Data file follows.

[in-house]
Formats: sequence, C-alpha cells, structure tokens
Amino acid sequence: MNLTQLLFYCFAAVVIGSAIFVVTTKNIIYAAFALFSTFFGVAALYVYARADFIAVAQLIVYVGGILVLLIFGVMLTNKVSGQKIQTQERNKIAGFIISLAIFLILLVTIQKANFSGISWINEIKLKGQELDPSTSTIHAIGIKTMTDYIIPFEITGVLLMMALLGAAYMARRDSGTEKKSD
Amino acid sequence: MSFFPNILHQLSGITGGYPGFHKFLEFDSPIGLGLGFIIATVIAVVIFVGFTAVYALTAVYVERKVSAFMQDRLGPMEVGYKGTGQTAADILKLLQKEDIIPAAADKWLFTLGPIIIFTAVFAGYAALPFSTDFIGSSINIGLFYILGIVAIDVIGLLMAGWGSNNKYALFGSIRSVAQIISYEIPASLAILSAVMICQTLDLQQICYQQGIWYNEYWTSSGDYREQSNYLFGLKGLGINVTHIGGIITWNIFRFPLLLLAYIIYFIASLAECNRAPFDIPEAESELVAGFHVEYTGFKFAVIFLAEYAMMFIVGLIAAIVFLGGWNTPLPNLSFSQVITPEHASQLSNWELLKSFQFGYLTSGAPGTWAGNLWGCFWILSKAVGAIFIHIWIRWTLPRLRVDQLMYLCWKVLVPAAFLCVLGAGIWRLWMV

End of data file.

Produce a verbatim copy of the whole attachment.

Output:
[in-house]
Formats: sequence, C-alpha cells, structure tokens
Amino acid sequence: MNLTQLLFYCFAAVVIGSAIFVVTTKNIIYAAFALFSTFFGVAALYVYARADFIAVAQLIVYVGGILVLLIFGVMLTNKVSGQKIQTQERNKIAGFIISLAIFLILLVTIQKANFSGISWINEIKLKGQELDPSTSTIHAIGIKTMTDYIIPFEITGVLLMMALLGAAYMARRDSGTEKKSD
Amino acid sequence: MSFFPNILHQLSGITGGYPGFHKFLEFDSPIGLGLGFIIATVIAVVIFVGFTAVYALTAVYVERKVSAFMQDRLGPMEVGYKGTGQTAADILKLLQKEDIIPAAADKWLFTLGPIIIFTAVFAGYAALPFSTDFIGSSINIGLFYILGIVAIDVIGLLMAGWGSNNKYALFGSIRSVAQIISYEIPASLAILSAVMICQTLDLQQICYQQGIWYNEYWTSSGDYREQSNYLFGLKGLGINVTHIGGIITWNIFRFPLLLLAYIIYFIASLAECNRAPFDIPEAESELVAGFHVEYTGFKFAVIFLAEYAMMFIVGLIAAIVFLGGWNTPLPNLSFSQVITPEHASQLSNWELLKSFQFGYLTSGAPGTWAGNLWGCFWILSKAVGAIFIHIWIRWTLPRLRVDQLMYLCWKVLVPAAFLCVLGAGIWRLWMV